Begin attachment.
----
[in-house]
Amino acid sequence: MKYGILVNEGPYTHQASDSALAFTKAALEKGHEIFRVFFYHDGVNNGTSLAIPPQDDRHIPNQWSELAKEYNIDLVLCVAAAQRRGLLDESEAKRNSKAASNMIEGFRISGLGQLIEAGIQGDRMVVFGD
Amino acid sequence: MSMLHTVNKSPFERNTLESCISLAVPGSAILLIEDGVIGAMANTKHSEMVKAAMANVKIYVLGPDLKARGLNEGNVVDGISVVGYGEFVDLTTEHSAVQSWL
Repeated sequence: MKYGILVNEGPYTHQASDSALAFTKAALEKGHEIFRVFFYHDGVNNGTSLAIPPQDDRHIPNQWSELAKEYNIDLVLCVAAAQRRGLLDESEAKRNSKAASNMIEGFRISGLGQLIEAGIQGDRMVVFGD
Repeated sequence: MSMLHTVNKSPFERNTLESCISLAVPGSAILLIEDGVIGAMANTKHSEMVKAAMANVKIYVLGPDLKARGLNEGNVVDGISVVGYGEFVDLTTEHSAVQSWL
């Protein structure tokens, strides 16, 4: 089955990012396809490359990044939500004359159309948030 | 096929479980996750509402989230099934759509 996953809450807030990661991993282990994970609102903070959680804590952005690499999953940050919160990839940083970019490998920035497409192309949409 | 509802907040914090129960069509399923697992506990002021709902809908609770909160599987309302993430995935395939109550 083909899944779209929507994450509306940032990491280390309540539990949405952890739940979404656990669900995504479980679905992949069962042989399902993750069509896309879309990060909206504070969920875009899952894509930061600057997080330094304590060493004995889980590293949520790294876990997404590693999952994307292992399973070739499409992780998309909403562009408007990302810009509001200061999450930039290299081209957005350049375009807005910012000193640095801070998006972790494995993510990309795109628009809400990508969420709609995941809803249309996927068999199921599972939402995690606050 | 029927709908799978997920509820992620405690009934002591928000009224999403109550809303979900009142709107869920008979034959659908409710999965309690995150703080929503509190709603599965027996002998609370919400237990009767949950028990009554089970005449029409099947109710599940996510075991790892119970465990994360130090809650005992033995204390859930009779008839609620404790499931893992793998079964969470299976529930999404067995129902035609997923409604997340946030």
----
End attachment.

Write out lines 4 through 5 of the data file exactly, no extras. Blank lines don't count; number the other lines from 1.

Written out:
Repeated sequence: MKYGILVNEGPYTHQASDSALAFTKAALEKGHEIFRVFFYHDGVNNGTSLAIPPQDDRHIPNQWSELAKEYNIDLVLCVAAAQRRGLLDESEAKRNSKAASNMIEGFRISGLGQLIEAGIQGDRMVVFGD
Repeated sequence: MSMLHTVNKSPFERNTLESCISLAVPGSAILLIEDGVIGAMANTKHSEMVKAAMANVKIYVLGPDLKARGLNEGNVVDGISVVGYGEFVDLTTEHSAVQSWL